Identification of Server-Side Request Forgery (SSRF)

Server-Side Request Forgery (SSRF) is a security vulnerability where an attacker induces the server to make a request to an unintended location, potentially accessing sensitive data or interacting with internal systems. Here's how a penetration tester can identify SSRF vulnerabilities:

Steps for Identification

  1. Identify User-Controlled Input: Look for any functionality where a user can influence URLs or other data used in server-side requests. This often includes features like importing data from a URL, image loading, webhooks, or integration with external services.
  2. Craft Malicious Requests: Attempt to craft requests that change the destination of the server-side request to an internal service or an unintended external service. For example, modifying a request to fetch an image from to http://localhost/admin.
  3. Test Internal and External Schemes: Try various schemes in the URLs to access internal resources (file://, ftp://, dict://, etc.) or cloud metadata services, which could reveal sensitive information.
  4. Observe Responses: Analyze the responses from the server to determine if the payload was successful in accessing internal services or data. Even error messages or timing differences can provide clues.
  5. Automated Scanning Tools: Utilize tools designed to identify SSRF vulnerabilities. These tools can automate the process of sending various payloads to see if the server makes unexpected external or internal requests.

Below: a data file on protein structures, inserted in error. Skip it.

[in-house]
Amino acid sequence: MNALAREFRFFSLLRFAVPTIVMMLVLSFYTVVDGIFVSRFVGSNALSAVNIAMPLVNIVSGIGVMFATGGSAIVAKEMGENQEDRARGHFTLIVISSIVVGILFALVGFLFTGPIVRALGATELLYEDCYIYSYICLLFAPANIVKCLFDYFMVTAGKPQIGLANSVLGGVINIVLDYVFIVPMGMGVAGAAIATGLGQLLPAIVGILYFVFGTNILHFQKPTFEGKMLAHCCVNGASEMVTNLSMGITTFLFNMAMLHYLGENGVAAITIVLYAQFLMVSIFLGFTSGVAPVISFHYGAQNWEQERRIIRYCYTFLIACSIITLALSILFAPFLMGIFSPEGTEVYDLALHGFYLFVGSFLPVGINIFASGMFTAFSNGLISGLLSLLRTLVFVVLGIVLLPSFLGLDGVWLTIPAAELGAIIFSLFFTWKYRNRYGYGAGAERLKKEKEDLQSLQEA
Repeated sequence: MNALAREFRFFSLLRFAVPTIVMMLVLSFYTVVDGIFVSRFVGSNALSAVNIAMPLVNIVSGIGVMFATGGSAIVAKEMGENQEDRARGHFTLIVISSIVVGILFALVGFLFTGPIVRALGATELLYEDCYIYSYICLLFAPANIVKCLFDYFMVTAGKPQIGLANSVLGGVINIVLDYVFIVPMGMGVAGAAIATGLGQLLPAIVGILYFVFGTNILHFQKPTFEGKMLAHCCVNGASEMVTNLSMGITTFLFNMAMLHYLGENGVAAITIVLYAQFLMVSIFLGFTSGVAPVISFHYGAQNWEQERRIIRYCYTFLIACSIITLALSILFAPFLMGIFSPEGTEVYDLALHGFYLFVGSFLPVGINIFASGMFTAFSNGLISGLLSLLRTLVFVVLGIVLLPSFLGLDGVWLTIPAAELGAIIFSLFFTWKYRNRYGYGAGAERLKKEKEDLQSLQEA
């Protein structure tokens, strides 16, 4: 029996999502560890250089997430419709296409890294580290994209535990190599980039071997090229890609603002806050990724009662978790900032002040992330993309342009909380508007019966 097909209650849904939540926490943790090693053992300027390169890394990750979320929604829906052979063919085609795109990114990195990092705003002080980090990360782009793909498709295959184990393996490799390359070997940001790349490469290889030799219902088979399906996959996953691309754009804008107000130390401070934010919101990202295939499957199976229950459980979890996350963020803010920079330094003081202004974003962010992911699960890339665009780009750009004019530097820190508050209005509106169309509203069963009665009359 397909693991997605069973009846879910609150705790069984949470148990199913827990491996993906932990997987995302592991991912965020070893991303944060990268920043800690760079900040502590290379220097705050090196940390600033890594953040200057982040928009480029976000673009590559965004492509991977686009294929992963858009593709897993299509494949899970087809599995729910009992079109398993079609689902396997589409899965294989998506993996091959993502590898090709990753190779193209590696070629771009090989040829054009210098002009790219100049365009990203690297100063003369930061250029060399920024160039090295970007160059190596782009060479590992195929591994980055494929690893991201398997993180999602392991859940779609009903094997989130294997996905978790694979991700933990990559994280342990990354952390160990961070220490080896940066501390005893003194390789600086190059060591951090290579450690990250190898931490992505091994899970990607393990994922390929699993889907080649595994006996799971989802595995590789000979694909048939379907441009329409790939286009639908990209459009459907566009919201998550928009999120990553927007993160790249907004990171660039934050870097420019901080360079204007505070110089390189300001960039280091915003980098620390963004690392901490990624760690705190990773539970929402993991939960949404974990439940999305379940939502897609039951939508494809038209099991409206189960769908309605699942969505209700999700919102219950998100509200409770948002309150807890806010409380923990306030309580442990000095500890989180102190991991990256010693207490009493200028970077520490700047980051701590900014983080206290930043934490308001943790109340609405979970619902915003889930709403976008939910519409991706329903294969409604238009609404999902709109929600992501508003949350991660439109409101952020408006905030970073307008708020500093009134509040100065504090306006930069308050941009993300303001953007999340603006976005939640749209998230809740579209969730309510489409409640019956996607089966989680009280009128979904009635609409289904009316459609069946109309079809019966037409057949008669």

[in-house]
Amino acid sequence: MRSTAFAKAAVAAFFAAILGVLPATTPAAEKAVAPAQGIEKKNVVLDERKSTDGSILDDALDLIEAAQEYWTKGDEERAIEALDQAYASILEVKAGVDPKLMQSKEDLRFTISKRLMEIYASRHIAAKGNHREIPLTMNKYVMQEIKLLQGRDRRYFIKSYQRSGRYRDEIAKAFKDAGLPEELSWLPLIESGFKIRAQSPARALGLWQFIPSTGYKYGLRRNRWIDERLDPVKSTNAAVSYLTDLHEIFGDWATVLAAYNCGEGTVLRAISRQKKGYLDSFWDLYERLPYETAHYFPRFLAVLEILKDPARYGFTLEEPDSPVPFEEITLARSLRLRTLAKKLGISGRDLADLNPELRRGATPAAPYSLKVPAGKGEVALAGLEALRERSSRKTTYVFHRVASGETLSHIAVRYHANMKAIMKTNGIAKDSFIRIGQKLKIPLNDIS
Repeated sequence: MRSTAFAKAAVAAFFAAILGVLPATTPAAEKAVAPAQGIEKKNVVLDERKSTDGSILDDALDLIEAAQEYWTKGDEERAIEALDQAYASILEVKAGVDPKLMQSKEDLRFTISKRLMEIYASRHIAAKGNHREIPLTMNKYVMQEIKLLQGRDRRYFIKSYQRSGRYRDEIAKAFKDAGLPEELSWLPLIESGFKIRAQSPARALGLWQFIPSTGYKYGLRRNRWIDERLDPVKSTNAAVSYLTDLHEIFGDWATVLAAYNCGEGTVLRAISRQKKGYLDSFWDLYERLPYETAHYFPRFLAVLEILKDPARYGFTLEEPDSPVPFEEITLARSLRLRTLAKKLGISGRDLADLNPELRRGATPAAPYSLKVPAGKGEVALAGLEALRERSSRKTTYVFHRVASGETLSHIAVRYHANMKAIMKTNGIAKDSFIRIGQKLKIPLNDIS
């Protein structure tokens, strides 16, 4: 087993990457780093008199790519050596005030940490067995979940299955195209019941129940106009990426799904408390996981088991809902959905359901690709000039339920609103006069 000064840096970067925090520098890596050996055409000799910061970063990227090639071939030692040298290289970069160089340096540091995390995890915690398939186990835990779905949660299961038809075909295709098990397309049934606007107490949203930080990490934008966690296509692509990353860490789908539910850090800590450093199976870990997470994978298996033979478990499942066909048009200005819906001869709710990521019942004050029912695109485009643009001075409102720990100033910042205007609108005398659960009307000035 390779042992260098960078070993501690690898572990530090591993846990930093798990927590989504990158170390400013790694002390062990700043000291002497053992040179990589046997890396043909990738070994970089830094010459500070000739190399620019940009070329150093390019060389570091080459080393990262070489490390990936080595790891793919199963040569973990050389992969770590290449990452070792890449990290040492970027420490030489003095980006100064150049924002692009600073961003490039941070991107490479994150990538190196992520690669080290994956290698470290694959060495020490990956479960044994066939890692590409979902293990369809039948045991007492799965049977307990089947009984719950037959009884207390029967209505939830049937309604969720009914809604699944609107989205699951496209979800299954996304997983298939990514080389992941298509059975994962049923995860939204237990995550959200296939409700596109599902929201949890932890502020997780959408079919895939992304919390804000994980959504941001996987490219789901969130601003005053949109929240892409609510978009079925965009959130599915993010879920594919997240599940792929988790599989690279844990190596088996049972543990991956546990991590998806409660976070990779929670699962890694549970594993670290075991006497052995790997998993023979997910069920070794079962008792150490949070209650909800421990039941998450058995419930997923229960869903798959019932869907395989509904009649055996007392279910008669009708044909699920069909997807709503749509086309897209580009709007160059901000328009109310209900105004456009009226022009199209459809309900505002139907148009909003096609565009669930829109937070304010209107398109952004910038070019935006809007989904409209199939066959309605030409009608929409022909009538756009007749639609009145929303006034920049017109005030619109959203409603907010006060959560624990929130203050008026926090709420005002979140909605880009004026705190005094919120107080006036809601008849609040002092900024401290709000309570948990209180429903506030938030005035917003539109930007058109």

Examples of SSRF Attacks

  1. Accessing Internal Services: The attacker might access internal services like databases, admin interfaces, or APIs that are not exposed to the external network.
  2. Interacting with Cloud Services: On cloud platforms, SSRF can be used to interact with metadata services, potentially allowing an attacker to access credentials and other sensitive data.
  3. Bypassing IP Whitelisting: SSRF can be used to bypass IP-based whitelisting, allowing attackers to interact with services that only accept internal traffic.

Implications of SSRF

  • Data Exposure: Accessing internal services can lead to unauthorized data exposure or data leakage.
  • Network Reconnaissance: Attackers can use SSRF to map out internal network architecture, identifying other vulnerable systems or services.
  • Elevated Attacks: SSRF can be a stepping stone to more severe attacks, like Remote Code Execution (RCE) or lateral movement within the network.

Mitigation Strategies

  • Whitelist Allowable Resources: Only allow the server to make requests to a predefined list of safe resources.
  • Validate and Sanitize Input: Ensure all user-controlled input used in server-side requests is strictly validated and sanitized.
  • Use Allowlists for URL Schemes: Restrict the URL schemes that the server can use in requests (e.g., only allow http or https).
  • Implement Network Segregation: Ensure that the server cannot access critical internal resources directly, using network segmentation and firewalls.
  • Monitor and Log Requests: Keep detailed logs of server-side requests to detect and investigate potential SSRF attempts.

By systematically testing and identifying SSRF vulnerabilities, penetration testers can uncover critical weaknesses that could lead to serious security breaches, thus playing a vital role in securing applications against such attack vectors.